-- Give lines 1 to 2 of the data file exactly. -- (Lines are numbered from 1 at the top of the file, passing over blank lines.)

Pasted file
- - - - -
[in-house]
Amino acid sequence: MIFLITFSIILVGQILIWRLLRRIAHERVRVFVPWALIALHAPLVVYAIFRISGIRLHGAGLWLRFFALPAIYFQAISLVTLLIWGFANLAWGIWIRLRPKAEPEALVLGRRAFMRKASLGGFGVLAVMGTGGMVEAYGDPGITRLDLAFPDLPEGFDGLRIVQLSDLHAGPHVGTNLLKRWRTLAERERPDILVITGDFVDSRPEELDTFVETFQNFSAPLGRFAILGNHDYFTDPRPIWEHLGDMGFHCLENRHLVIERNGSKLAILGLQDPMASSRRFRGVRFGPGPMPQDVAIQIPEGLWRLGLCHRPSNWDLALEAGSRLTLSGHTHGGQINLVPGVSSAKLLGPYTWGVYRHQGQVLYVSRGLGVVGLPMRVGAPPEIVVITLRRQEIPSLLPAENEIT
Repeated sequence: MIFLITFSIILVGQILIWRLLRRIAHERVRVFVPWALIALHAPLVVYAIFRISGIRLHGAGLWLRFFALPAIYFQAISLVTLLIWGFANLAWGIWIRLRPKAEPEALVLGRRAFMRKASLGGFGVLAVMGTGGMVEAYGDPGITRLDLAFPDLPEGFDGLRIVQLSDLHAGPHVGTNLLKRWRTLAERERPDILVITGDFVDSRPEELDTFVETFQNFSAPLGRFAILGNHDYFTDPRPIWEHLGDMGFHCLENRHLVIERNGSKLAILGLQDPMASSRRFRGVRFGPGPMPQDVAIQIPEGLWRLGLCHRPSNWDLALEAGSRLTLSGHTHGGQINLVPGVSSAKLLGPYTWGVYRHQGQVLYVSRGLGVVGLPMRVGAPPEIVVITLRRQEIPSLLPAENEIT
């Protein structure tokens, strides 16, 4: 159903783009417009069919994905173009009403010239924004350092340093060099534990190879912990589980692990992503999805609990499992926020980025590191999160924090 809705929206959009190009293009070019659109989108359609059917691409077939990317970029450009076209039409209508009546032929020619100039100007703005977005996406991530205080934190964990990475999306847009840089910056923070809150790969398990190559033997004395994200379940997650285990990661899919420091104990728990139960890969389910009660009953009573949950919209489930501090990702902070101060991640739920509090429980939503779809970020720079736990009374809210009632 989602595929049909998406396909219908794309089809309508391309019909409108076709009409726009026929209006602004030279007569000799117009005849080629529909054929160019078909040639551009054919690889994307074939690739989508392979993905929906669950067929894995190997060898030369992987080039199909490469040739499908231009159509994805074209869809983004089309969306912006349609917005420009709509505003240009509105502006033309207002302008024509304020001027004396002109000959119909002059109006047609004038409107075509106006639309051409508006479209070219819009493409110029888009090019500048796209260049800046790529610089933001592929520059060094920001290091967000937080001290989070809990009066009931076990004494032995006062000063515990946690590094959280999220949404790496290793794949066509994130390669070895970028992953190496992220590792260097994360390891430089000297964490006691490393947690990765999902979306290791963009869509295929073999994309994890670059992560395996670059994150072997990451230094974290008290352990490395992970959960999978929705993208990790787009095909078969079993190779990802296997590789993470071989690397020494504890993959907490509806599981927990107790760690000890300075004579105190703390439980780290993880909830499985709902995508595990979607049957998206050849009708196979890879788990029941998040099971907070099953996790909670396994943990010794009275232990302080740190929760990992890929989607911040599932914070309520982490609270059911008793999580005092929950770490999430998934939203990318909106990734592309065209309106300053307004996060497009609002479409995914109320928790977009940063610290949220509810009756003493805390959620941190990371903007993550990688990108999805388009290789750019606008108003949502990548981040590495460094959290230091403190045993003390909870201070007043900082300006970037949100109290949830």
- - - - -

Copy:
[in-house]
Amino acid sequence: MIFLITFSIILVGQILIWRLLRRIAHERVRVFVPWALIALHAPLVVYAIFRISGIRLHGAGLWLRFFALPAIYFQAISLVTLLIWGFANLAWGIWIRLRPKAEPEALVLGRRAFMRKASLGGFGVLAVMGTGGMVEAYGDPGITRLDLAFPDLPEGFDGLRIVQLSDLHAGPHVGTNLLKRWRTLAERERPDILVITGDFVDSRPEELDTFVETFQNFSAPLGRFAILGNHDYFTDPRPIWEHLGDMGFHCLENRHLVIERNGSKLAILGLQDPMASSRRFRGVRFGPGPMPQDVAIQIPEGLWRLGLCHRPSNWDLALEAGSRLTLSGHTHGGQINLVPGVSSAKLLGPYTWGVYRHQGQVLYVSRGLGVVGLPMRVGAPPEIVVITLRRQEIPSLLPAENEIT